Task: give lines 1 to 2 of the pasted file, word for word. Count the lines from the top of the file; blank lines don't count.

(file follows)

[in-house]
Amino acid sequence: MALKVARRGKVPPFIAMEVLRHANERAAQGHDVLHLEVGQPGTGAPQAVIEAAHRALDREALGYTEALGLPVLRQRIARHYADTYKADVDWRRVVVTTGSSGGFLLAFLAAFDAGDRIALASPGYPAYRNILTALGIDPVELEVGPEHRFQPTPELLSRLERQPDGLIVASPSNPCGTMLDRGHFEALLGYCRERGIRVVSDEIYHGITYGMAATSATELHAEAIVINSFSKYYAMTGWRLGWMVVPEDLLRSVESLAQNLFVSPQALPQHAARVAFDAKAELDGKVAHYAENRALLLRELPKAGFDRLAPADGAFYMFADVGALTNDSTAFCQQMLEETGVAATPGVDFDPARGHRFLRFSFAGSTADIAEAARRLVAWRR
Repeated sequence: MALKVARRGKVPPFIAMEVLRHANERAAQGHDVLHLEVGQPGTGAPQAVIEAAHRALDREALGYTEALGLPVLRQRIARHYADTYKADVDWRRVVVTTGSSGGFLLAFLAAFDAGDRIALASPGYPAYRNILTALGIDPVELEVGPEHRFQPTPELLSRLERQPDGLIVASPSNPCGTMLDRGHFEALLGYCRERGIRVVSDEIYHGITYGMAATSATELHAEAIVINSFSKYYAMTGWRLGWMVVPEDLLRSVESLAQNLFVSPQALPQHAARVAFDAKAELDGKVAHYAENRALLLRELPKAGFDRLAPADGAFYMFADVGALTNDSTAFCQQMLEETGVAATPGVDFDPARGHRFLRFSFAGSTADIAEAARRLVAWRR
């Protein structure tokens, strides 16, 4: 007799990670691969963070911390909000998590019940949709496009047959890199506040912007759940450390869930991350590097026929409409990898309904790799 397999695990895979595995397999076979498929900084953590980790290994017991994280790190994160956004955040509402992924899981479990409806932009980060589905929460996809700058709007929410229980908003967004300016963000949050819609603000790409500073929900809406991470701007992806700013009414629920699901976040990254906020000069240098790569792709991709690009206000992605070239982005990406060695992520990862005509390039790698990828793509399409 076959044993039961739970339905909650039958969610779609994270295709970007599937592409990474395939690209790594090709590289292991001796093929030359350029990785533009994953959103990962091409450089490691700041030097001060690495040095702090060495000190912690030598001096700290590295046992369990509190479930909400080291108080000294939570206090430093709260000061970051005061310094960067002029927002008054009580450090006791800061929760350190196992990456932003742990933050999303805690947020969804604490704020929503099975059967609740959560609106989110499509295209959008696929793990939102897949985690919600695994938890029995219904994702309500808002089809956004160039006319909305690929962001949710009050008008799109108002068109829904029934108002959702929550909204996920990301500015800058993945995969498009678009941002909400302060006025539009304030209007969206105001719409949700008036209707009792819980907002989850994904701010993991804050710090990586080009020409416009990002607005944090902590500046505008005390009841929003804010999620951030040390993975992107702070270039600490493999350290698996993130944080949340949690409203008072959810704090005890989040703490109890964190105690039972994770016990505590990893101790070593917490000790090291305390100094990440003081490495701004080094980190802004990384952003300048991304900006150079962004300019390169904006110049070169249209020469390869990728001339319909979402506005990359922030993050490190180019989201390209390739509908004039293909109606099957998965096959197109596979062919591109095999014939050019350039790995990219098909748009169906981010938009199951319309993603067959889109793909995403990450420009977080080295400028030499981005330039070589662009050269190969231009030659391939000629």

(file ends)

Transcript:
[in-house]
Amino acid sequence: MALKVARRGKVPPFIAMEVLRHANERAAQGHDVLHLEVGQPGTGAPQAVIEAAHRALDREALGYTEALGLPVLRQRIARHYADTYKADVDWRRVVVTTGSSGGFLLAFLAAFDAGDRIALASPGYPAYRNILTALGIDPVELEVGPEHRFQPTPELLSRLERQPDGLIVASPSNPCGTMLDRGHFEALLGYCRERGIRVVSDEIYHGITYGMAATSATELHAEAIVINSFSKYYAMTGWRLGWMVVPEDLLRSVESLAQNLFVSPQALPQHAARVAFDAKAELDGKVAHYAENRALLLRELPKAGFDRLAPADGAFYMFADVGALTNDSTAFCQQMLEETGVAATPGVDFDPARGHRFLRFSFAGSTADIAEAARRLVAWRR